I wouldn't so much call this "part [insert number here]" of my discussion of discipline in the NHL... but it is a continuation of the discussion as we work our way through the...
I was reading a piece a few weeks back in which Travis Hughes of SB Nation referred to something known as the "Matt Cooke culture."
Now, of course, I like to think that there is still a prevailing attitude that hockey can still consists of great offense, sound defense, hard-hitting, and just to touch of style, while still contributing to the overall concept that sportsmanship is still a focal point of the sport.
Now, obviously there are exceptions to this overall idealistic attitude… guys like Matt Cooke... Danny Carcillo... Todd Bertuzzi... Trevor Gillies... an Islanders watch party... the list goes on. Unfortunately, those are examples of demons that the NHL can't quite exorcise just yet. Hell, Carcillo's already picking targets for his move back to the Western Conference.
But, are these demons a sign of things to come? I would not have thought so. Surely, you don't hear kids say stuff like, "I want to be just like the guy who attacked Steve Moore from behind, put him face-first into the ice and ended his career."
Or, "Hey, remember when Marc Savard was punched in the back of the head by Dan Carcillo for no reason at all after the whistle, right after he returned from a concussion? That was awesome!"
Yeah, you never hear kids saying anything like that.
Until I read Hughes' piece about Danick Paquette (hell of a piece, I might add). For those who really care about the game of hockey and its future, the words "Cooke culture" in the headline are disturbing enough.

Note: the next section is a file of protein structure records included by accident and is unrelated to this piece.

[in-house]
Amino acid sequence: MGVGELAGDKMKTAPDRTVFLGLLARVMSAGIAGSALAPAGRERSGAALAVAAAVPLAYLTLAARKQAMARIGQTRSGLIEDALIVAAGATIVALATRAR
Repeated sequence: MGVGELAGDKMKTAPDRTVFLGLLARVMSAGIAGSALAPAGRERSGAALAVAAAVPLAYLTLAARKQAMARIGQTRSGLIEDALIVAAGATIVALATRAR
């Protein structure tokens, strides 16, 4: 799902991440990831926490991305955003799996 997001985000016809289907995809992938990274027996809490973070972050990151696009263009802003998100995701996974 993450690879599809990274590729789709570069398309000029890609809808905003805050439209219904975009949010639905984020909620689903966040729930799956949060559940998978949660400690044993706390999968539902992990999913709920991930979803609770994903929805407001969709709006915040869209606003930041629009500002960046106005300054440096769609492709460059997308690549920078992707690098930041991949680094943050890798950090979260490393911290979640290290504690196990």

Wow. So, this little piece of work made a dirty hit on one of his fellow Capitals prospects in development camp a few weeks ago. Thankfully, the other guy got up, and was apparently fine.
Sure I know the guy's trying to make the team. I'm all for competition. But this was a scrimmage with someone who is essentially a teammate. But that's not even the best part. In speaking to the media afterwards, Paquette told a Washington Times reporter, "I'm a pretty dirty player. I did my job, like Matt Cooke."
Ummmm, no, Danick... I don't think the Penguins specifically pay Matt Cooke to go out and try to injure people. He's expected to contribute something on offense and help the Pens win their division, which is hard to do when the NHL suspends him, which is why Cooke's last offense likely pissed off a few of his teammates... not that any of them went on-record with it.
However, this isn't about Matt Cooke's past and present... this is about hockey's future.
Is Paquette the only player to be concerned about in the NHL's next generation? I wish.
Remember this hit?
Hint: The guy on the receiving end (the one convulsing on the ice) didn't. This was former New Jersey draft pick Patrice Cormier's hit on Mikael Tam during a QMJHL game in 2010. He was suspended the rest of the season for the hit. Tam was hospitalized. The Devils dumped Cormier to Atlanta in the package that sent Kovalchuk to Jersey. Not sure that playing for the Jets is punishment enough, but... neither here nor there.
Thankfully, Tam returned to play for the Quebec Remparts the next year. Looked good statistically, too. Cormier got some time with the "big club" (if you could ever have called the Thrashers that), and tallied a couple points in 21 games. Well... if he can't establish a scoring touch, he's still got elbows, eh? Maybe that's his role.
But that hit... with all the current talk about hits to the head and the potential long-term after-effects -- physically, mentally and emotionally. Paul Kariya's retirement... Marc Savard's continued shutdown....
The deaths of Derek Boogaard and Rick Rypien.
Is this what the targets of this kind of play have to look forward to later in life?
Even if the NHL's enforcement of hits to the head improves...
...can it save hockey's next generation from hockey's next generation?
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